Swapping a whip for a microphone

Bill Esdaile
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IT’S been five years since Mick Fitzgerald was forced to retire from the saddle on medical grounds and, on the eve of the Cheltenham Festival, the 42-year-old still misses the buzz of life in the weighing-room.

“It took me some time to realise there’s more to life than racing when it all ended,” recalls the Grand National and Gold Cup-winning jockey. “However, when it’s something you’ve dreamt about doing from early childhood, and riding was all you ever wanted to do, it sure does rip your insides out.”

Fitzgerald admits that returning to Cheltenham the year after he hung up his riding boots was really tough. “I left the course that night in tears,” he remembers. “I never managed to win a Champion Hurdle for Nicky Henderson in the 16 years I was with him and it was so painful watching Punjabi, a horse I could have ridden, land the big Festival prize I never won."

Yet the 14-time Cheltenham Festival winning jockey will return to Prestbury Park tomorrow with a grin on his face having landed what he describes as his dream job as part of the new Channel 4 Racing team. “I have to pinch myself every week,” he confesses. “Yes, I may not be riding anymore, but I’m still getting in my car and driving to places like Cheltenham, Ascot, Aintree and York to watch the very best racing."

Looking ahead to this week, Fitzgerald warns that the ground is likely to be “as soft as it’s been at the Festival for a long time”, and urges punters to look for horses with previous form at Cheltenham. “I cannot overestimate the importance of proven form at the track. You see it year after year when horses that have been running badly in the winter come back to their best in March. Although, we’re not going to get the normal good ground this time.”

Fitzgerald’s former employer Henderson saddles two of the shortest-priced favourites of the week tomorrow in the shape of My Tent Or Yours in the Stan James Supreme Novices’ Hurdle and Simonsig in the Racing Post Arkle, but neither will be carrying his cash.

“I think they’ll both win, but the last thing you want to do on the opening day is blow your bank on a couple of short ones, however good they look. My Tent Or Yours was brilliant at Newbury, but this is a completely different test,” he says.

As for Simonsig, Fitzgerald recalls a conversation from earlier in the season with Henderson about the dashing grey. “I asked Nicky if he thought Simonsig could win or get placed in the Champion Hurdle. He had no doubt that he could win – which tells you all you need to know.”

Bookmakers will be running for cover if My Tent Or Yours wins the opener, which makes Ladbrokes’ offer for the Arkle even more appealing. In short, you can back Simonsig with them and if he gets beaten, they will give you your money back up to £25.

Even though there are only nine runners in tomorrow’s Champion Hurdle, Henderson is responsible for three of them and has the chance to land the race for a sixth time. However, Fitzgerald expressed concerns about the negative vibes surrounding Grandouet, the shortest-priced of the trio in the betting.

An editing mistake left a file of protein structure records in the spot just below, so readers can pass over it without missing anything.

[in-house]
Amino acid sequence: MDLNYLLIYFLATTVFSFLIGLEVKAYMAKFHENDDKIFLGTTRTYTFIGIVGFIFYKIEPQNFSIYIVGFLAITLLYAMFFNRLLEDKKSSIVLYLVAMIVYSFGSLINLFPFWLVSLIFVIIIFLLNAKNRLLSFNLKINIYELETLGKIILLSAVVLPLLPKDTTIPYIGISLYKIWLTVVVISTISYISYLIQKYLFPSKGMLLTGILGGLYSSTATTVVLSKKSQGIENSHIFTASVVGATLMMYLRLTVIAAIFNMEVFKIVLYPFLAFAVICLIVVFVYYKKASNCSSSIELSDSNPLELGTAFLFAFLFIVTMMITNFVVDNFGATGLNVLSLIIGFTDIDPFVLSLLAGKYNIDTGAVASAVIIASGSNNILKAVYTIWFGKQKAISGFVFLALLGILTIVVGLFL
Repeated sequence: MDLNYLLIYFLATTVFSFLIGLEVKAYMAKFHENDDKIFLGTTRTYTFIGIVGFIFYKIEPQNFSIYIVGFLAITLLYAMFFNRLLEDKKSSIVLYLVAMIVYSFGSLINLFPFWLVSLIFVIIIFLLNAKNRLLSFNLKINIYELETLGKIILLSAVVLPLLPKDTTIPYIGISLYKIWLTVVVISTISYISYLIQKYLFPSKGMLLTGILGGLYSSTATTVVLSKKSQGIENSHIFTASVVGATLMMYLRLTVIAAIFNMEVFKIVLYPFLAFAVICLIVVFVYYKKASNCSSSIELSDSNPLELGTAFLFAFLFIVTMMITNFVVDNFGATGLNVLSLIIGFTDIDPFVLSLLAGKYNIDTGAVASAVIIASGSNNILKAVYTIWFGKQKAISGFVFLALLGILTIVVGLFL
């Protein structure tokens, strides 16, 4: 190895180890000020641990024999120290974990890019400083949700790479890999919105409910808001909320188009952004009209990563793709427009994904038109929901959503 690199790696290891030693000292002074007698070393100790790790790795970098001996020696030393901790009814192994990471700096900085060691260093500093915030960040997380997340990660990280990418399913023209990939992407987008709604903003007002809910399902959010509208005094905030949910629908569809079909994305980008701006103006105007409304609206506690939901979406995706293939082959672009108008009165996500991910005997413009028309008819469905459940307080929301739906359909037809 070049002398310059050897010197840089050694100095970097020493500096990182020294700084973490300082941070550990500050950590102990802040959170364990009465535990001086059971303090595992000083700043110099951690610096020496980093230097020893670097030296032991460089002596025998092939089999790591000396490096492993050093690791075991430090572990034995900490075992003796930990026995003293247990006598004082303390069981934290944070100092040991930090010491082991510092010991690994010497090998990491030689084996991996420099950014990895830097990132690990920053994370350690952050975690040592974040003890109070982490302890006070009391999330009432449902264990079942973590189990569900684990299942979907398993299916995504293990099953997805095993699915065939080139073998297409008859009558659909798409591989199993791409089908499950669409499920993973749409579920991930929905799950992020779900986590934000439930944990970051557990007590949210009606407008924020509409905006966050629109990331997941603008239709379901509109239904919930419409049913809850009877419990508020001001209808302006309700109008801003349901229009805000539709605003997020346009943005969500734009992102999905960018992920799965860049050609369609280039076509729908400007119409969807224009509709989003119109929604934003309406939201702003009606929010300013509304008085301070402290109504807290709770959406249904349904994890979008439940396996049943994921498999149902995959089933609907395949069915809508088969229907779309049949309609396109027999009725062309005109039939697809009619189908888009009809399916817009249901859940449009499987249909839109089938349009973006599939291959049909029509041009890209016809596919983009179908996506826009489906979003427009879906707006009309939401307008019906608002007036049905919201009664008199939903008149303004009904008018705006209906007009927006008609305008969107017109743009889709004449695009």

“You’d have to be worried as the vibes haven’t been great over the last few weeks,” says the former Seven Barrows stable jockey. “He’s had a well-documented setback and Nicky probably wishes he had a couple more weeks. Hurricane Fly will be hard to beat, as he seems back to his best.”

Ruby Walsh has apparently found it very hard to hide his enthusiasm for Neptune Investment Novices’ Hurdle favourite Pont Alexandre on the Festival preview circuit and Fitzgerald thinks he could be the real deal. “Ruby knows when he’s got a good one and who am I to disagree with him? He’s got more trophies in his house than doors!”

While on the subject of quality jockeys, Fitzgerald urges anyone betting on races this week involving amateur pilots to stick with the best. “In a race like the National Hunt Chase, the top amateurs like Derek O’Connor and Jamie Codd will have been offered five or six rides in the race, so you should sit up and take notice when you see who they will be riding.”

Fitzgerald reckons Wishfull Thinking might be a decent each-way bet against Sprinter Sacre. “His jockey ‘Dickie’ Johnson is the meanest guy in the weighing room and you can be sure he’ll have worked out how much he could get for finishing second and will know already what seven per cent of £78,000 is.”

Dynaste has now been confirmed for the Jewson, despite being the ante-post favourite for the RSA since November, but Fitzgerald doesn’t think it matters which race he runs in. “He just seems to be miles better than all the others and I think he’ll win,” says the two-time leading Cheltenham Festival jockey.

The Ladbrokes World Hurdle is wide open this year, with Big Buck’s sadly missing, and Fitzgerald thinks Oscar Whisky may struggle to stay on soft ground. “He’s a two-and-a-half miler really and Dickie Johnson said that Reve De Sivola was suffering from a foot abscess last time, so he should be able to confirm the form,” he says.

As for the Betfred Cheltenham Gold Cup, it’s no surprise that Fitzgerald reckons the prize will be heading back to Seven Barrows again, thanks to either Bobs Worth or Long Run.

“This has been the target for Bobs Worth all along and I wouldn’t be worried about him not having a prep run,” he stresses. “Nicky Henderson has trained more Cheltenham winners than anyone else. He knows what he’s doing.

“He’s still a short price, though, and I’d be more interested in having an each-way bet on Long Run,” he adds. “He’s never been out of the first three in his life and I don’t think that will change on Friday.”

Fitzgerald has been part of some spectacular action at Prestbury Park over the years and he, like the rest of us, can’t wait for that famous roar at 1.30pm tomorrow afternoon.